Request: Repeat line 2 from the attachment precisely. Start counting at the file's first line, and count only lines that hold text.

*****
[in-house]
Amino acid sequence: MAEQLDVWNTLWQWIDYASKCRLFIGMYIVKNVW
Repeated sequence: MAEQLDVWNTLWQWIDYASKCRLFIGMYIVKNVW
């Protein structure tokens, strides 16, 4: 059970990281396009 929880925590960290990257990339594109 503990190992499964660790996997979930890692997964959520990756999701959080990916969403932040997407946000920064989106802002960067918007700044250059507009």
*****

Amino acid sequence: MAEQLDVWNTLWQWIDYASKCRLFIGMYIVKNVW